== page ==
The School for Conversion works for beloved communities that unlearn habits of social division. We do this by experimenting in a way of life that meets Jesus in the neighbor and the stranger, making surprising friendships possible.
"The aftermath of nonviolence is the creation of the beloved community, so that when the battle is over, a new relationship comes into being between the oppressed and the oppressor." -Rev. Dr. Martin Luther King
We are a school, a space for education and re-education, inspired largely by the model developed by the Highlander Center. We believe education comes from people gathering to listen, learn, and share with each other. This kind of education is particularly powerful when people come together across lines of division that would typically separate them--whether it is race, class, religion, or incarceration. We strive to create spaces where “surprising friendships” can happen, and we believe these relationships can convert people to a new way of living together and being in the world.
Recognizing all our lives are touched by the prison system, we work to interrupt the "neighborhood-to-prison pipeline" from both ends: through Walltown Aspiring Youth, a mentoring program for middle school youth, and Project TURN, which teaches courses in prisons to incarcerated students and students from outside who learn together as classmates.
Outside of these programs, we offer Community Education programs to churches, community groups, and individuals through classes, workshops, and retreats. Our annual 21st Century Freedom Ride is a pilgrimage to historic civil rights sites and stories that allows us to learn and by inspired for today’s freedom movement. Our newest program, Church Beyond the Walls, brings congregations in central North Carolina who hunger for community together with currently and formerly incarcerated women and men who’ve tasted beloved community and carry with them some wisdom about how to build it. Other opportunities provide space to share, learn, and discuss ways we can all work towards justice, friendship, and beloved community.
- See interviews with participants and clips from programs on our YouTube Channel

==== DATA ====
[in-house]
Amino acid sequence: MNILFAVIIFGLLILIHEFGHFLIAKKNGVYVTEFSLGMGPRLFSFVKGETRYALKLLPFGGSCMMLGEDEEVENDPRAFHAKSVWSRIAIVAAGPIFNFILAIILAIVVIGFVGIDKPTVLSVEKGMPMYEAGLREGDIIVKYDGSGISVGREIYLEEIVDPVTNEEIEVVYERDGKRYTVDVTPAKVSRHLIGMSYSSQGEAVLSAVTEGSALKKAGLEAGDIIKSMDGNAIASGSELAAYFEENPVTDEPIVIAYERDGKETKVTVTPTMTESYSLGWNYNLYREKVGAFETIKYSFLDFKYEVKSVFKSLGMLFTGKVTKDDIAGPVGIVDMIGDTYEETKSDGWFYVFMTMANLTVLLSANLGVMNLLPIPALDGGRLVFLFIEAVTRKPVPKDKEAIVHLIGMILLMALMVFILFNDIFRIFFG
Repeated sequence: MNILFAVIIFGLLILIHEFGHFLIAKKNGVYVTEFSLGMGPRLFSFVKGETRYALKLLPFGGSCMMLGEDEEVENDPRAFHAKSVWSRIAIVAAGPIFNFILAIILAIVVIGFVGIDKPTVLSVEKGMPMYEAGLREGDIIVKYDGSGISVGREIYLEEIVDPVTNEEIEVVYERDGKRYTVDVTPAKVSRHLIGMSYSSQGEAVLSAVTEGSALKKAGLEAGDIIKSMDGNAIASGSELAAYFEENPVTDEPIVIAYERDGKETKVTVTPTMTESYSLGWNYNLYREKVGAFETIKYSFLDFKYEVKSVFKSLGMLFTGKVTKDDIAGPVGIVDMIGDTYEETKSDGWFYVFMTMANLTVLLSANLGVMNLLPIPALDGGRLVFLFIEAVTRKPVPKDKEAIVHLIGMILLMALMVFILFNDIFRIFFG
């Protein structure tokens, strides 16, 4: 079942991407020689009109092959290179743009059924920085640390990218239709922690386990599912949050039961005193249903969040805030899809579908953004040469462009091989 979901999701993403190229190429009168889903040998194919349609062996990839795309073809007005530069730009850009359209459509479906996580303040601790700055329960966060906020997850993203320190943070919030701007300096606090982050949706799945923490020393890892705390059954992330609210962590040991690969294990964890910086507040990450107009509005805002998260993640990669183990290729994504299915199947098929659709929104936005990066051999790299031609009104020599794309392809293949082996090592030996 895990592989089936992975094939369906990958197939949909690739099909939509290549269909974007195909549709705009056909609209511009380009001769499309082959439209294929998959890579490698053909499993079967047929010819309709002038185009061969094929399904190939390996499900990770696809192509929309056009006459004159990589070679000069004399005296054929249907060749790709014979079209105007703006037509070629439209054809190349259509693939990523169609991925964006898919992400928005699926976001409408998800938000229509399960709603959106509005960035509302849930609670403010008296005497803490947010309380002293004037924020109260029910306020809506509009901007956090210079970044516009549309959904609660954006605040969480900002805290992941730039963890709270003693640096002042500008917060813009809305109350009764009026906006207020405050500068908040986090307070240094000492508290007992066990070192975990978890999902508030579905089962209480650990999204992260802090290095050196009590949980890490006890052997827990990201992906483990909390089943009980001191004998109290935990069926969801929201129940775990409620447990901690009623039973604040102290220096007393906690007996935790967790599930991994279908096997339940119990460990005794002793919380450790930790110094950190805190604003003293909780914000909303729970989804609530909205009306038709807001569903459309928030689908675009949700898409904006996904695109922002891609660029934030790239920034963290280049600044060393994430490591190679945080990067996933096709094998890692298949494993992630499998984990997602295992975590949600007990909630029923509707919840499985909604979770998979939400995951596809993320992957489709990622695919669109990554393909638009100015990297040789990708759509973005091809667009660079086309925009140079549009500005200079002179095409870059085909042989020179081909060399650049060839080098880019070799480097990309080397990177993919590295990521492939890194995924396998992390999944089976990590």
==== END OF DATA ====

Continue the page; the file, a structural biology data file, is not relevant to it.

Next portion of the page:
- Read about our director Jonathan Wilson-Hartgrove, order his books, and view upcoming speaking events at www.jonathanwilsonhartgrove.com
- Visit us in person to hear our story and share yours at our monthly open house, the fourth thursday of every month, from 2-4pm
- Learn how you can support our work or get involved
Frequently Asked Questions
What is School for Conversion's affiliation with Rutba House?
School for Conversion was inspired by the life of the Rutba House, an intentional community based in Walltown since 2003. SFC grew out of the experiences of Rutba House members in Walltown, particularly how much the community was impacted by incarceration. While SFC has no formal affiliation with the Rutba House, many of our current and former staff and board are Rutba members, and we are good friends and often partners on projects. To learn more about the Rutba House, visit a monthly SFC open house or Rutba potluck.
What is School for Conversion's relationship with Walltown?
School for Conversion was inspired by the community life in Walltown and we remain rooted in the Walltown community. One program, Walltown Aspiring Youth, directly serves middle-schoolers from Walltown. We host other programs and classes at our office space in Walltown, inviting people into the community as a teaching space, to learn about the history of a particular place and what it may teach us about working for justice and peace in our wider community and world.
Is School for Conversion a Christian organization?
School for Conversion is a faith-rooted organization that was created and continues to be shaped by God’s vision of a beloved community that we see through the life of Jesus. We are not affiliated with a denomination and we frequently welcome students and participants of any or no faith. We are not interested in converting people to a particular set of doctrines but to a way of life that leads us all toward beloved community.
How is School for Conversion funded?
We are a 501(c)3 nonprofit, which means we receive tax-deductible donations from a variety of individual and foundation donors. We have several grants as well as support from local churches. Some of our work is also supported by program fees from students, as well as by income from speaking engagements and writing projects.
Still interested in learning more? Read about similar work and programs being conducted by some of our partners:
Koinonia Farm - Americus, Georgia
Reba Place Fellowship - Chicago, Illinois
The Simple Way - Philadelphia, Pennsylvania